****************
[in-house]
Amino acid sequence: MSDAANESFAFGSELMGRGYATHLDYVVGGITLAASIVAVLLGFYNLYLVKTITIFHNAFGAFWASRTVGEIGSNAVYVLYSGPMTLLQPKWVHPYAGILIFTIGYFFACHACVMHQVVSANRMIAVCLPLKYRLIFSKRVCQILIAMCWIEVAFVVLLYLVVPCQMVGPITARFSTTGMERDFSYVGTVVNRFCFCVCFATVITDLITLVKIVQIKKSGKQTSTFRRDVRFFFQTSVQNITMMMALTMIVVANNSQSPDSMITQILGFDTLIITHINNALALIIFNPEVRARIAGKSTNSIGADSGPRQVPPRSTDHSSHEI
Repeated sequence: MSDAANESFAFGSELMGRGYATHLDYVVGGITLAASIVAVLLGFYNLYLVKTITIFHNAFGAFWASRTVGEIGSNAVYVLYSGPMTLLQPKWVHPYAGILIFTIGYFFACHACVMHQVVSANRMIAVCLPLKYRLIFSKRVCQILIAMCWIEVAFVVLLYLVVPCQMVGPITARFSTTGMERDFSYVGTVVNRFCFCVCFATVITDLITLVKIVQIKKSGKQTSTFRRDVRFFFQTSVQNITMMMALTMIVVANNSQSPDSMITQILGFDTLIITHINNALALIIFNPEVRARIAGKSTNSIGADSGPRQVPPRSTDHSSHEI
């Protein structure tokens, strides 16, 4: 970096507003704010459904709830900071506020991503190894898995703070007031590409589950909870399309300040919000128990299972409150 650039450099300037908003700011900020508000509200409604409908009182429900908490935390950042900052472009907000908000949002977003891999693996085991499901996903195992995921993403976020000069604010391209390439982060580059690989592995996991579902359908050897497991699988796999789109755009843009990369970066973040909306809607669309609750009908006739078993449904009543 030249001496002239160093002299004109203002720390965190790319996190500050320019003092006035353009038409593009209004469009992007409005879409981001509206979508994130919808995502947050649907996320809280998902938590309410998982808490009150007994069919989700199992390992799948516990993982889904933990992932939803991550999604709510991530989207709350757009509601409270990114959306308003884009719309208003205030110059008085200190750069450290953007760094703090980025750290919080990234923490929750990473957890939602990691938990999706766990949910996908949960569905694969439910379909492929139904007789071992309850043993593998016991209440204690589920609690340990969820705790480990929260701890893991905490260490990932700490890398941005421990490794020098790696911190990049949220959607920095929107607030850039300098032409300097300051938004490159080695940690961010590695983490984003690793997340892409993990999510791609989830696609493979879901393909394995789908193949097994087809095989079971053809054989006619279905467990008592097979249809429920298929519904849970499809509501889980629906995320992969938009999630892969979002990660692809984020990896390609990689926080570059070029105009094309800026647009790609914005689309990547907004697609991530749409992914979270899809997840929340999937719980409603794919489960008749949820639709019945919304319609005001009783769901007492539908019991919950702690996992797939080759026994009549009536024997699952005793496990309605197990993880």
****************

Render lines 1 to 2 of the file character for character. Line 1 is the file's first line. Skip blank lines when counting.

[in-house]
Amino acid sequence: MSDAANESFAFGSELMGRGYATHLDYVVGGITLAASIVAVLLGFYNLYLVKTITIFHNAFGAFWASRTVGEIGSNAVYVLYSGPMTLLQPKWVHPYAGILIFTIGYFFACHACVMHQVVSANRMIAVCLPLKYRLIFSKRVCQILIAMCWIEVAFVVLLYLVVPCQMVGPITARFSTTGMERDFSYVGTVVNRFCFCVCFATVITDLITLVKIVQIKKSGKQTSTFRRDVRFFFQTSVQNITMMMALTMIVVANNSQSPDSMITQILGFDTLIITHINNALALIIFNPEVRARIAGKSTNSIGADSGPRQVPPRSTDHSSHEI